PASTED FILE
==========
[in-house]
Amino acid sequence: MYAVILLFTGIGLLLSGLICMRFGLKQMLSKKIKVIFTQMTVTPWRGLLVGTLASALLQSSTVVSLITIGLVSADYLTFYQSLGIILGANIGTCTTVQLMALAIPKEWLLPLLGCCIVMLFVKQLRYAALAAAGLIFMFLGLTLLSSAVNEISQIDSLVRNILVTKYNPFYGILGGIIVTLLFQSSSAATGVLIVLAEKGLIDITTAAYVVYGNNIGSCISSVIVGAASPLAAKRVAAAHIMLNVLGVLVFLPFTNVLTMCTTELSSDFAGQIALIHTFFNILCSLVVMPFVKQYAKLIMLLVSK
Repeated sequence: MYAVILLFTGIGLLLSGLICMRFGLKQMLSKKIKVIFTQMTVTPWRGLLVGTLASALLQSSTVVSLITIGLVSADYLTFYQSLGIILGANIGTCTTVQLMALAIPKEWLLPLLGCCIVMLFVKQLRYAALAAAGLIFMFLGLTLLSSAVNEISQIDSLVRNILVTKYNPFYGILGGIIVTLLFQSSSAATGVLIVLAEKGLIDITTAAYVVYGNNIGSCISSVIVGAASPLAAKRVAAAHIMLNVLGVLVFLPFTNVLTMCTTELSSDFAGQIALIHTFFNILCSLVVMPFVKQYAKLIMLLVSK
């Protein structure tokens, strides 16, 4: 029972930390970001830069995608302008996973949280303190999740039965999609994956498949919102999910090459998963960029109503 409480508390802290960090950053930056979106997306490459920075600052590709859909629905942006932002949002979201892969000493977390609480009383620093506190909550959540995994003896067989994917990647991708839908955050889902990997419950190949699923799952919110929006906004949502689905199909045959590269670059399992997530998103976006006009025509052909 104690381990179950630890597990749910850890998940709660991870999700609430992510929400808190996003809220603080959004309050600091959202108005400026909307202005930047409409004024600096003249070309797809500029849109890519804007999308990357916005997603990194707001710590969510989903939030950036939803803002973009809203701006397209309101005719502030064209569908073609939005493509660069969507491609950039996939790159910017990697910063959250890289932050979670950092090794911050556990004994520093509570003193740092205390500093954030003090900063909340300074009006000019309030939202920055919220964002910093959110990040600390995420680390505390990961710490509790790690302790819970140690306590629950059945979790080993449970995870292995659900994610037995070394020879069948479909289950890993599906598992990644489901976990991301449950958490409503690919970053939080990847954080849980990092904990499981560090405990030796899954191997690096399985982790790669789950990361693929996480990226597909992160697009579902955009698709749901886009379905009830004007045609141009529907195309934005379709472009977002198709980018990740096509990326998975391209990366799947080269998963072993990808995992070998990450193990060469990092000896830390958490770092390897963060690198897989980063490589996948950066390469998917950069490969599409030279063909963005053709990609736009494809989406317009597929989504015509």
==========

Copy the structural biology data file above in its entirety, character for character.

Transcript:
[in-house]
Amino acid sequence: MYAVILLFTGIGLLLSGLICMRFGLKQMLSKKIKVIFTQMTVTPWRGLLVGTLASALLQSSTVVSLITIGLVSADYLTFYQSLGIILGANIGTCTTVQLMALAIPKEWLLPLLGCCIVMLFVKQLRYAALAAAGLIFMFLGLTLLSSAVNEISQIDSLVRNILVTKYNPFYGILGGIIVTLLFQSSSAATGVLIVLAEKGLIDITTAAYVVYGNNIGSCISSVIVGAASPLAAKRVAAAHIMLNVLGVLVFLPFTNVLTMCTTELSSDFAGQIALIHTFFNILCSLVVMPFVKQYAKLIMLLVSK
Repeated sequence: MYAVILLFTGIGLLLSGLICMRFGLKQMLSKKIKVIFTQMTVTPWRGLLVGTLASALLQSSTVVSLITIGLVSADYLTFYQSLGIILGANIGTCTTVQLMALAIPKEWLLPLLGCCIVMLFVKQLRYAALAAAGLIFMFLGLTLLSSAVNEISQIDSLVRNILVTKYNPFYGILGGIIVTLLFQSSSAATGVLIVLAEKGLIDITTAAYVVYGNNIGSCISSVIVGAASPLAAKRVAAAHIMLNVLGVLVFLPFTNVLTMCTTELSSDFAGQIALIHTFFNILCSLVVMPFVKQYAKLIMLLVSK
């Protein structure tokens, strides 16, 4: 029972930390970001830069995608302008996973949280303190999740039965999609994956498949919102999910090459998963960029109503 409480508390802290960090950053930056979106997306490459920075600052590709859909629905942006932002949002979201892969000493977390609480009383620093506190909550959540995994003896067989994917990647991708839908955050889902990997419950190949699923799952919110929006906004949502689905199909045959590269670059399992997530998103976006006009025509052909 104690381990179950630890597990749910850890998940709660991870999700609430992510929400808190996003809220603080959004309050600091959202108005400026909307202005930047409409004024600096003249070309797809500029849109890519804007999308990357916005997603990194707001710590969510989903939030950036939803803002973009809203701006397209309101005719502030064209569908073609939005493509660069969507491609950039996939790159910017990697910063959250890289932050979670950092090794911050556990004994520093509570003193740092205390500093954030003090900063909340300074009006000019309030939202920055919220964002910093959110990040600390995420680390505390990961710490509790790690302790819970140690306590629950059945979790080993449970995870292995659900994610037995070394020879069948479909289950890993599906598992990644489901976990991301449950958490409503690919970053939080990847954080849980990092904990499981560090405990030796899954191997690096399985982790790669789950990361693929996480990226597909992160697009579902955009698709749901886009379905009830004007045609141009529907195309934005379709472009977002198709980018990740096509990326998975391209990366799947080269998963072993990808995992070998990450193990060469990092000896830390958490770092390897963060690198897989980063490589996948950066390469998917950069490969599409030279063909963005053709990609736009494809989406317009597929989504015509």